Campaign-Finance Reform: Still Alive?
Opponents of latest legislation determined to stop movement today in the Senate.
WASHINGTON — Senators John McCain and Russell Feingold may sympathize with Sisyphus today. Like that character of Greek myth, the Arizona Republican and the Wisconsin Democrat have once again rolled the rock of campaign-finance reform almost to the top of the hill, only to have it roll back down again.
Despite two animated debates and a year-long investigation that revealed a series of improprieties, if not illegalities, in the 1996 presidential campaigns, lawmakers simply cannot agree on how to fix the system, or even whether it needs fixing. Each party has again shown it can block reform efforts it believes threaten its ability to raise money and give the advantage to the other side.
The Senate today will take a series of votes to try to break the stalemate on the issue that has lasted for years. But a key vote late Tuesday indicated that legislators are as divided as ever.
While a majority of senators - all 45 Democrats and seven Republicans - support the McCain-Feingold proposal and a friendly amendment by Sens. Olympia Snowe (R) of Maine and James Jeffords (R) of Vermont, the measures do not have the 60 votes needed to end debate under Senate rules.
Likewise, a counterproposal by Senate majority leader Trent Lott (R) of Mississippi that would prohibit labor unions from using members' dues to finance political activity without members' written permission can muster only 48 votes - all Republicans.
For the GOP leadership, the issue is dead for the year. "If you can't get to 60 votes, there's no use in spending three weeks on it," says majority whip Don Nickles (R) of Oklahoma.
But minority leader Tom Daschle (D) of South Dakota, furious at Senator Lott's parliamentary tactics to block McCain-Feingold, says Democrats may try to attach campaign-finance proposals to other bills, thus slowing an already glacial Senate process.
"I'm disappointed, frustrated, and prepared to take this to any length required to bring this to a successful resolution," Senator Daschle says.
The McCain-Feingold bill would ban so-called soft-money (unlimited contributions to parties), prohibit advertising by advocacy groups during the 60 days before an election, and require more disclosure of contributors. The Snowe-Jeffords amendment would require advocacy groups that advertise on TV and radio in the last 60 days of a federal campaign to disclose the source of all donations of more than $500. It would also bar labor unions and corporations from funding broadcast campaign ads during that period. The bill is backed by the White House; Common Cause; the League of Women Voters; and 18 Christian and Jewish denominations.
Tennessee Sen. Fred Thompson (R), who led last year's inquiry into the 1996 campaign, says McCain-Feingold is needed just to return to the post-Watergate reforms, which have been riddled by a series of decisions by the Supreme Court and the Federal Election Commission. "We don't have a campaign-finance system anymore," Senator Thompson says. "We currently have a system in which the loopholes are bigger than the law."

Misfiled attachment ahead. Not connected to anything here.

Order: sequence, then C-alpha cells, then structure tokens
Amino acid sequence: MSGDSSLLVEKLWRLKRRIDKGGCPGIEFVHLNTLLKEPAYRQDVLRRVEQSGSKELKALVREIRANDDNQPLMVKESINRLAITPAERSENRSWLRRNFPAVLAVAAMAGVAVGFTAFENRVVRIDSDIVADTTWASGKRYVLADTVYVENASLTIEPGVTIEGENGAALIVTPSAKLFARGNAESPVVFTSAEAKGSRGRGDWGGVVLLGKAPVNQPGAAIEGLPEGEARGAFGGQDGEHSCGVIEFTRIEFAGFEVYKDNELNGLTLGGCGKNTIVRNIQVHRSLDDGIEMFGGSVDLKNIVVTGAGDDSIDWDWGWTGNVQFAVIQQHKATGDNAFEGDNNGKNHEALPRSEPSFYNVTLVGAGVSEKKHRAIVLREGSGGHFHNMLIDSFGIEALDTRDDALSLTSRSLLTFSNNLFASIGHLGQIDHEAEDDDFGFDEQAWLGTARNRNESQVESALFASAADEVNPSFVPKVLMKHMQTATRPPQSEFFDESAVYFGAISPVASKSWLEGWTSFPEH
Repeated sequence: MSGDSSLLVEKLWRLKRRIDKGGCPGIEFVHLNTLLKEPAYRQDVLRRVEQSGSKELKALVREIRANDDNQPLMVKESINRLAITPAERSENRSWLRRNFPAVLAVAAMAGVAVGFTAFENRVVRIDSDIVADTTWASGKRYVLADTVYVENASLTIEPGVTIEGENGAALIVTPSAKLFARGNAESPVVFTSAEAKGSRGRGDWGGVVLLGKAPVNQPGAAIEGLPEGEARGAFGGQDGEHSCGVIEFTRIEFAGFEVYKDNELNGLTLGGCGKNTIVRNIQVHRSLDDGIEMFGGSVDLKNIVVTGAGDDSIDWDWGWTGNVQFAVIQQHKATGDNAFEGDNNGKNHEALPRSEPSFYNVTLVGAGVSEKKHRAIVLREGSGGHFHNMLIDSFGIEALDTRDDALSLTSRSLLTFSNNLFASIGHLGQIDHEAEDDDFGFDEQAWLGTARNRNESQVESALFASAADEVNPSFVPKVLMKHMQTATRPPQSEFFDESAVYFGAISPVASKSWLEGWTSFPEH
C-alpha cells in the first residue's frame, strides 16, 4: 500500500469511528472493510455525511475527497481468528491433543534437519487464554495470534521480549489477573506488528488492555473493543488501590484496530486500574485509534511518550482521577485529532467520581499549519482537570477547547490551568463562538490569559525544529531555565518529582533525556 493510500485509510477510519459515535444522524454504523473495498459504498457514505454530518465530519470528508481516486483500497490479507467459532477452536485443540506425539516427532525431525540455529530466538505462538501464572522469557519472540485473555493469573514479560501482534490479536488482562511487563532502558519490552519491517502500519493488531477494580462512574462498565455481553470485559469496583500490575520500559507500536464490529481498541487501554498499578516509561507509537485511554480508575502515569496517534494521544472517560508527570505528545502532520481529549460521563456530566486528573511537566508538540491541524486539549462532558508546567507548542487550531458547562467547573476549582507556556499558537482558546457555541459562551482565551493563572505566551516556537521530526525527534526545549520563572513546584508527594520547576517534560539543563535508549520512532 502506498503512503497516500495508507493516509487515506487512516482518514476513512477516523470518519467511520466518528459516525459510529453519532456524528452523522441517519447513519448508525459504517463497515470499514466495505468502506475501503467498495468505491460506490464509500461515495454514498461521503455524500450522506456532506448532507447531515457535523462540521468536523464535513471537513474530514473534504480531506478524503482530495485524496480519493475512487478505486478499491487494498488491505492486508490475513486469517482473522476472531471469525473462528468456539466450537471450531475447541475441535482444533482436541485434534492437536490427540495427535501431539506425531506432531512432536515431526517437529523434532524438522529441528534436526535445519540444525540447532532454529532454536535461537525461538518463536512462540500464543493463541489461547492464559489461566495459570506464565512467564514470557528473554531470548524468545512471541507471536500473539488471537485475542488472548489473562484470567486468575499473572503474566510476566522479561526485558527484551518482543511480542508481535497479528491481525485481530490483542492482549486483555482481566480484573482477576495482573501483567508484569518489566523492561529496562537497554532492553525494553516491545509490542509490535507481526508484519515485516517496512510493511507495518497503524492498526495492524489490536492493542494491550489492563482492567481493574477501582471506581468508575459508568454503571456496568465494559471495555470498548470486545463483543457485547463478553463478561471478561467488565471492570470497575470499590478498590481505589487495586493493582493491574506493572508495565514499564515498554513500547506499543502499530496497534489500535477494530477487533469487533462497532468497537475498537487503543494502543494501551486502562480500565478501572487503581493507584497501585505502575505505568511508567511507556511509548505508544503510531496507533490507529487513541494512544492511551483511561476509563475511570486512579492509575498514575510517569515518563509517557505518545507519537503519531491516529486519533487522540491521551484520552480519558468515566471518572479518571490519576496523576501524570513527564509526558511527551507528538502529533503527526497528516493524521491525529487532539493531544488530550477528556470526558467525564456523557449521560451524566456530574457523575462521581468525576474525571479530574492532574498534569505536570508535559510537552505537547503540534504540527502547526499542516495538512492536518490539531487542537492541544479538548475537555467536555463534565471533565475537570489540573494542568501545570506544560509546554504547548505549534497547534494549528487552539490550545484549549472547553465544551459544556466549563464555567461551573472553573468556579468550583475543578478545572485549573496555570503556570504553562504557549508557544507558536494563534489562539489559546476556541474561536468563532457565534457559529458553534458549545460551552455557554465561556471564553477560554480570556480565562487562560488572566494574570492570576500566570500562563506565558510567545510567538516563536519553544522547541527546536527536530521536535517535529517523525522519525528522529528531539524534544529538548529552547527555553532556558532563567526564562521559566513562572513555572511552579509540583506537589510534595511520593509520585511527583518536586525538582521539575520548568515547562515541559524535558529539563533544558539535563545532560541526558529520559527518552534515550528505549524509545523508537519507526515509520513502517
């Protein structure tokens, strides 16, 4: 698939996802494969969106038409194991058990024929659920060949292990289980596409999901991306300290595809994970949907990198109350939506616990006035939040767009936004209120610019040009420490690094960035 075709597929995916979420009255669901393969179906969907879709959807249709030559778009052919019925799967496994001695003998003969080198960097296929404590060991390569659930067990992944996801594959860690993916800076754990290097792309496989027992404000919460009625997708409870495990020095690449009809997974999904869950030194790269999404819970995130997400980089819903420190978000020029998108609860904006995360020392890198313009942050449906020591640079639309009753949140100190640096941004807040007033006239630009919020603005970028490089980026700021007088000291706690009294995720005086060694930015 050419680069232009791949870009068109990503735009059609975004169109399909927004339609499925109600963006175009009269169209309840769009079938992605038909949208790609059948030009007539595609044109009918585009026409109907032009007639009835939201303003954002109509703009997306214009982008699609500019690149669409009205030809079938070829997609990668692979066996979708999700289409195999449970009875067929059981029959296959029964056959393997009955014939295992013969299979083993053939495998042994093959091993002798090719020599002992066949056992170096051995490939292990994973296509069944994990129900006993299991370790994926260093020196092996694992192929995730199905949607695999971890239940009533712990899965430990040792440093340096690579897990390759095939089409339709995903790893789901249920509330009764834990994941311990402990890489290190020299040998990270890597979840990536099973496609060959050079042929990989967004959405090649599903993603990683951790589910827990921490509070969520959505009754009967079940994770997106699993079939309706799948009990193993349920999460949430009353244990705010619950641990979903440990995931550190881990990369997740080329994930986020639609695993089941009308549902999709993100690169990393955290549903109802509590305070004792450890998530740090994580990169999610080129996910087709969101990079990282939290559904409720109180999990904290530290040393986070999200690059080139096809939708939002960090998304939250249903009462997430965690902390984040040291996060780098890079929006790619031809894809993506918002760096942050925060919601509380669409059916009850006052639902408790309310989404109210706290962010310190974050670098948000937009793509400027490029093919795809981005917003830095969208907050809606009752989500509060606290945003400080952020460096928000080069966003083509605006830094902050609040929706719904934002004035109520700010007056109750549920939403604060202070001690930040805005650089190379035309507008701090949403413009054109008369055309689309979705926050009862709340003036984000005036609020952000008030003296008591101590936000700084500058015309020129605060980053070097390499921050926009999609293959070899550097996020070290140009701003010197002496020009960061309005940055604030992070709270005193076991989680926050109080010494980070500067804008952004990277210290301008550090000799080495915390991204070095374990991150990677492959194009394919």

But most Republicans, led by Sen. Mitch McConnell (R) of Kentucky, vehemently oppose McCain-Feingold, as does the American Civil Liberties Union and a host of advocacy groups. Opponents insist the reform proposal violates the free-speech provisions of the First Amendment to the Constitution.
"It's not the government's business to tell American citizens how much they get to speak during a campaign," Senator McConnell says. He denies that there is too much money in federal campaigns, noting that Americans spent more on gum in 1996 than was spent on political ads. If anything, he says, more money is needed so that more Americans can speak out on the issues.
As happened last fall, the issue this week has seen an uncommon amount of parliamentary maneuvering. Lott offered up his union-dues proposal - dubbed the Paycheck Protection Act - as the opening salvo on campaign-finance reform. Senator McCain moved to substitute his bill, which survived an attempt Tuesday to kill it. Senator Snowe offered her amendment, and then Lott used up all the other amendment possibilities to prevent any other proposals from reaching the floor, introducing an amendment to prohibit the Federal Communications Commission from requiring broadcasters to give candidates free air time. Three votes are scheduled for today to cut off debate. None is expected to succeed.
The fight continues
The issue is set to come up in the House before Easter. Reps. Christopher Shays (R) of Connecticut and Martin Meehan (D) of Massachusetts are sponsoring the companion to McCain-Feingold, but whether that will ever reach the House floor is far from clear. House majority leader Dick Armey (R) of Texas says the GOP leadership will put forward its own proposal, which will include the union-dues proposal offered by Lott in the Senate.
Supporters of reform will fight on. "We will never give up on this issue," McCain says. "Sooner or later we will sit down in a bipartisan fashion and fix this and restore the confidence of the American people."
"People who think they can quietly kill this effort are wrong," Daschle insists. "One day we will succeed. We will not give up."
But McConnell is unrepentant. "We're not quietly killing it. We're proudly killing it," he says. "We're grateful for the opportunity to defend the First Amendment."